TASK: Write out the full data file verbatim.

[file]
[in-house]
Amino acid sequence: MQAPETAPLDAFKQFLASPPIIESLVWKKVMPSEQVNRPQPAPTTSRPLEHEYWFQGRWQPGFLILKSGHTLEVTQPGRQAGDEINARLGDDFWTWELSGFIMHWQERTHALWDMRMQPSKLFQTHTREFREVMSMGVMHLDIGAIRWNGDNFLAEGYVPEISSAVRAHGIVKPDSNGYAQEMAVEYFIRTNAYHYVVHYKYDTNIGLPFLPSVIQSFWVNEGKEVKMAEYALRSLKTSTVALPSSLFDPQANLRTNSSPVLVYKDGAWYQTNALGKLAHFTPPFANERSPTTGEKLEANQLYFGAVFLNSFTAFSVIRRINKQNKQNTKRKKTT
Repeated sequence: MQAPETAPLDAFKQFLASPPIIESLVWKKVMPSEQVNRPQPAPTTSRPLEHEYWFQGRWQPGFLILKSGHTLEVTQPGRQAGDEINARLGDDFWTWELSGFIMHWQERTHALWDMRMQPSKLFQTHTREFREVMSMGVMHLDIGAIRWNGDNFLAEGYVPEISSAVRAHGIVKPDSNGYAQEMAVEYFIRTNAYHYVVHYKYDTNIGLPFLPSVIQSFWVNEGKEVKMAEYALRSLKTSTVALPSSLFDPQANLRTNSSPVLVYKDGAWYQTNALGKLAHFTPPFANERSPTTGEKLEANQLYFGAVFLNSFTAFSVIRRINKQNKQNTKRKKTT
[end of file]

[in-house]
Amino acid sequence: MQAPETAPLDAFKQFLASPPIIESLVWKKVMPSEQVNRPQPAPTTSRPLEHEYWFQGRWQPGFLILKSGHTLEVTQPGRQAGDEINARLGDDFWTWELSGFIMHWQERTHALWDMRMQPSKLFQTHTREFREVMSMGVMHLDIGAIRWNGDNFLAEGYVPEISSAVRAHGIVKPDSNGYAQEMAVEYFIRTNAYHYVVHYKYDTNIGLPFLPSVIQSFWVNEGKEVKMAEYALRSLKTSTVALPSSLFDPQANLRTNSSPVLVYKDGAWYQTNALGKLAHFTPPFANERSPTTGEKLEANQLYFGAVFLNSFTAFSVIRRINKQNKQNTKRKKTT
Repeated sequence: MQAPETAPLDAFKQFLASPPIIESLVWKKVMPSEQVNRPQPAPTTSRPLEHEYWFQGRWQPGFLILKSGHTLEVTQPGRQAGDEINARLGDDFWTWELSGFIMHWQERTHALWDMRMQPSKLFQTHTREFREVMSMGVMHLDIGAIRWNGDNFLAEGYVPEISSAVRAHGIVKPDSNGYAQEMAVEYFIRTNAYHYVVHYKYDTNIGLPFLPSVIQSFWVNEGKEVKMAEYALRSLKTSTVALPSSLFDPQANLRTNSSPVLVYKDGAWYQTNALGKLAHFTPPFANERSPTTGEKLEANQLYFGAVFLNSFTAFSVIRRINKQNKQNTKRKKTT